August has finally arrived, and with it comes some very unpredictable weather; sunshine? Rain? Snow? Your guess is as good as ours. Nonetheless, your garden should still be blooming, and full of plenty of life and colour this month!
This means that you can continue to sit back and enjoy the fruits of your labour for a little while longer, though you’ll still need to be carrying out general maintenance, such as regularly watering your plants and weeding your borders. As it’s humid, you should continue to top up your ponds (ideally with water from a water butt), as well as adding liquid to your compost; this can get really dry.
Any fruit you’ve been growing will also be ready, so make sure you pick it and either eat it or jam it!
It’s also important to remember that as we’re nearing the end of summer, autumn will soon make an appearance. To get a head start on your autumn gardening, now is the perfect time to start preparing your lawn for it. In fact, you can even start planning your winter hanging baskets and borders.
Ready to put your gardening gloves on? Neil Gallagher from our grounds maintenance division shares his top tips on what to do in the garden in August…
Prepare the lawn
With the temperatures still being relatively high, you should continue to be mowing your grass at least once or twice a week to ensure a tidy finish. However, as the weather in August can be unpredictable, remember to adjust the blades of the mower a little higher if conditions are very dry and hot; this will reduce drought stress.
If you’re removing your grass clippings after each grass cut, your lawn may seem tired at this time of year. To keep your lawn looking good, apply a balanced summer fertiliser with a high nitrogen content as this will help to green up your lawn and build resistance against pests and disease. In the dry periods, do continue to irrigate your lawn also, and remember that it’s best to irrigate in the morning and evening to avoid moisture evaporation. Just 5 minutes a day can make a huge difference!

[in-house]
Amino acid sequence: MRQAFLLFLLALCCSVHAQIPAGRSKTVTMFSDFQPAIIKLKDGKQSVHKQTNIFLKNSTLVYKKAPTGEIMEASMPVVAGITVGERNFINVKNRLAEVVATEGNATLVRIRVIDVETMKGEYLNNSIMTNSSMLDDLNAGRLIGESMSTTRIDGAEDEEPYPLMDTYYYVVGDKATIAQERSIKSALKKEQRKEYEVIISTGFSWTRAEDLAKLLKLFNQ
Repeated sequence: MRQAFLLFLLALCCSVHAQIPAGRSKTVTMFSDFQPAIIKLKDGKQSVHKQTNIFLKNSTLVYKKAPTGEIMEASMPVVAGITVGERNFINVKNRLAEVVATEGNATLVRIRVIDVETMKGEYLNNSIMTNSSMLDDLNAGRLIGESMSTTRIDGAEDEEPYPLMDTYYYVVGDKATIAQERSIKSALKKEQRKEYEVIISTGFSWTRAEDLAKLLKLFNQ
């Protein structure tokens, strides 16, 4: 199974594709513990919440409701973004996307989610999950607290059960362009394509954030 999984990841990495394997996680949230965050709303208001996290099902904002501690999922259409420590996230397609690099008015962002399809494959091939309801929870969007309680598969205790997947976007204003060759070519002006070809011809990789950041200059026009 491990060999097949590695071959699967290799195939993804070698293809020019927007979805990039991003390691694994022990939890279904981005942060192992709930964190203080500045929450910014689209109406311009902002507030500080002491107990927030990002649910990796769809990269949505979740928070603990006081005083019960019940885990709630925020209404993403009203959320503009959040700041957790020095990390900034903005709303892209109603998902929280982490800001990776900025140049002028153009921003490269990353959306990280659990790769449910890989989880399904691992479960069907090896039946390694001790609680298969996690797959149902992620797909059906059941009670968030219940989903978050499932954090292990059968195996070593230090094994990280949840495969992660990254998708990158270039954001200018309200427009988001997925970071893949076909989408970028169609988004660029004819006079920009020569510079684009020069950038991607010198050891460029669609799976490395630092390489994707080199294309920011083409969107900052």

Deadhead flowering plants
Last month, we advised cutting back perennials as they’ll be approaching the end of their lifecycle and may have already started to fade; this helps to keep them looking tidy and healthy. Now that we’re in August, you should continue to deadhead your flowering plants to extend their flowering even further.
Plants that benefit from deadheading include bedding plants, such as pansies and petunias, as well as geraniums, roses, bulbs, and shrubs.
To deadhead your plants, simply use your finger and thumb to break the stalk and remove the flower. However, if you’re working with stringy or tougher stems, then you might need to cut the stalk with a knife or a pair of scissors.
Also, don’t forget to start collecting seeds if you plan to start planting next year’s in the green house!
Look out for aphids!
Aphids (also known as greenflies, blackflies, and plant lice), are sap-sucking insects that weaken plants by stunting their growth, and encouraging the growth of black sooty moulds. Most active in the garden in spring and summer, there’s more than 500 aphid species in the UK that affect different plant types.
As well as black sooty moulds, plants affected by aphids may also have curled leaves. Additionally, you may even be able to see the white cast skins of aphids on the surface of the plant’s leaves.
Usually, aphids can be removed from a plants’ leaves by spraying them with a jet of water. If they keep returning, however, you should treat your plants with a chemical insecticide, though you should avoid spraying plants when they’re in flower.
Remove Japanese Knotweed
Japanese Knotweed is one of the most invasive plant species in the UK, and it can cause great damage to the structural component of buildings. Because of this, you’re legally required to prevent Japanese Knotweed from spreading from your grounds and into the wild.
With July’s heatwave, Japanese Knotweed has been growing more rapidly than ever, so you’ll need to keep checking for any new stems and removing them. This can be done by treating the foliage/stems with a Glyphosate-based weedkiller, cutting the stems, or digging the Japanese Knotweed out of the ground.
Should you need a quote or advice from PHS Greenleaf, please contact our experienced sales staff.